WASHINGTON, D.C. – Public Citizen today called on the two major parties and their presidential candidates to pledge not to use generative A.I. or deepfake technology to mislead or defraud the electorate. Political operatives now have the means to produce ads with highly realistic computer-generated images, audio, and video of opponents that appear genuine, but are completely fabricated.
“Generative A.I. now poses a significant threat to truth and democracy as we know it,” said Robert Weissman, president of Public Citizen. “The technology will create legions of opportunities to deceive and defraud voters in ways that extend well beyond any First Amendment protections for political expression, opinion, or satire.”
A.I. does not inherently advantage one candidate or party over another, except in their willingness to use it for deceptive, nefarious, and malicious purposes. Allowing this technology would only reward and encourage bad actors.
Public Citizen is also calling for the Federal Election Commission (FEC) to issue a rule banning the use of manipulative and potentially dangerous generative A.I. technologies in campaign ads. Federal law already prohibits the kind of fraudulent misrepresentation that generative A.I. now makes possible; as such, there is ample basis for an FEC rule banning or severely restricting A.I. in political campaigns.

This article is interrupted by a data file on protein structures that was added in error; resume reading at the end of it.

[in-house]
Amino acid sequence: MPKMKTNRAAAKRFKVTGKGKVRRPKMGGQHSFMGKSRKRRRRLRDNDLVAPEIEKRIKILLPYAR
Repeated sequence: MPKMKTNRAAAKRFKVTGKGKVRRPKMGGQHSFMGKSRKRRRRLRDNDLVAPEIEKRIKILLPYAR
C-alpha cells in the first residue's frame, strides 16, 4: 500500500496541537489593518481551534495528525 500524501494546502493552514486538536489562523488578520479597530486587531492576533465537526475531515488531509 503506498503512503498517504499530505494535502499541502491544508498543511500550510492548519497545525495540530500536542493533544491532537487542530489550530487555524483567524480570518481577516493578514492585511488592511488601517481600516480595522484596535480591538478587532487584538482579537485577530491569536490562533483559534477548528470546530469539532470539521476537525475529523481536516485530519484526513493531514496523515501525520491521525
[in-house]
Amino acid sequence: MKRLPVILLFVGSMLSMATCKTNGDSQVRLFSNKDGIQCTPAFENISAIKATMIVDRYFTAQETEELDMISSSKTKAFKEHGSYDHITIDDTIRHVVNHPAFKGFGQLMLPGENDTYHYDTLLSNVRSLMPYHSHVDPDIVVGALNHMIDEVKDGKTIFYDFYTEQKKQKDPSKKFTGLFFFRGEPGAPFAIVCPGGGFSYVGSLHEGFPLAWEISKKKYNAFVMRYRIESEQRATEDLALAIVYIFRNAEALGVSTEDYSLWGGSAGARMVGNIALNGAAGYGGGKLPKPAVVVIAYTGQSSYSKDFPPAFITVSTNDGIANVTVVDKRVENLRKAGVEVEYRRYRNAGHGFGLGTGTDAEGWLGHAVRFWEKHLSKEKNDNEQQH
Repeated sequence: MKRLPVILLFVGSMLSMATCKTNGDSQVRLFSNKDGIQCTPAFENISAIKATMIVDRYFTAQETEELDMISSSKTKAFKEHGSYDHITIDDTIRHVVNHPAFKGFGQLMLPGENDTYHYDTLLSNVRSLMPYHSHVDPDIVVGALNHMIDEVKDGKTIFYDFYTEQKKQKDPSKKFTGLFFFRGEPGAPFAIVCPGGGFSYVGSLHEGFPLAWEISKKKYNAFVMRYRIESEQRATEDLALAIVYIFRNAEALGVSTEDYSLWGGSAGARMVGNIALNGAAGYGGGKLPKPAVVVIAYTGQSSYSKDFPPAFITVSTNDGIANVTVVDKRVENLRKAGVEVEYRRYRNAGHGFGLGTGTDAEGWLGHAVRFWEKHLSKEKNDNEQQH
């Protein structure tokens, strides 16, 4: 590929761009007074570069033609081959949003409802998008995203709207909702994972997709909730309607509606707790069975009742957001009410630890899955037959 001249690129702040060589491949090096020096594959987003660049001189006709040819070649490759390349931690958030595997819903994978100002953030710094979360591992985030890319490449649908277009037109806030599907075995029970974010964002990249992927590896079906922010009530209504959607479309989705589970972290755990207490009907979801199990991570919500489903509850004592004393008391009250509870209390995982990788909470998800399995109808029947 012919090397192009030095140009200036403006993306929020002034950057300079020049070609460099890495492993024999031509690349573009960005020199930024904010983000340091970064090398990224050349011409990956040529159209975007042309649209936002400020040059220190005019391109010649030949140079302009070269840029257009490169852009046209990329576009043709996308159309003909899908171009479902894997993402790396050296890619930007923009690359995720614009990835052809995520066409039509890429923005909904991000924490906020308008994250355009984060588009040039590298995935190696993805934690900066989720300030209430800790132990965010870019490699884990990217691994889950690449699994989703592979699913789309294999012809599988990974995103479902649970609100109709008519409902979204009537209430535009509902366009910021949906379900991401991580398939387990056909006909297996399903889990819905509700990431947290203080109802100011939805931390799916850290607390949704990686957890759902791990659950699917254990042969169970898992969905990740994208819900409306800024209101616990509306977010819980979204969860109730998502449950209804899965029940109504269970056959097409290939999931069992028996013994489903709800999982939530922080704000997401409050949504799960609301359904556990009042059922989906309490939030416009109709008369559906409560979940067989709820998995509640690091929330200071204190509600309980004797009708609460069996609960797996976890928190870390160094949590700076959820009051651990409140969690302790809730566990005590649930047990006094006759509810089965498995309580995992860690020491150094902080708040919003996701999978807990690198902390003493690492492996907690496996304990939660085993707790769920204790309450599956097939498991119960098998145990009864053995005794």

One particularly alarming scenario is that an “October surprise” deepfake video released shortly before Election Day could go viral – with no ability for voters to determine that it’s fake, no time for a candidate to deny it, and no way to demonstrate convincingly that it’s fake. Both parties, their presidential candidates, and the FEC can prevent this (and many other) easily foreseeable abuses of the technology by disavowing and banning A.I. in political campaigns now.
“[A]s the technology continues to improve, it will become increasingly difficult and, perhaps, nearly impossible for an average person to distinguish deepfake videos and audio clips from authentic media. It is an open question how well even digital technology experts will be able to distinguish deepfakes from real media,” the letter notes.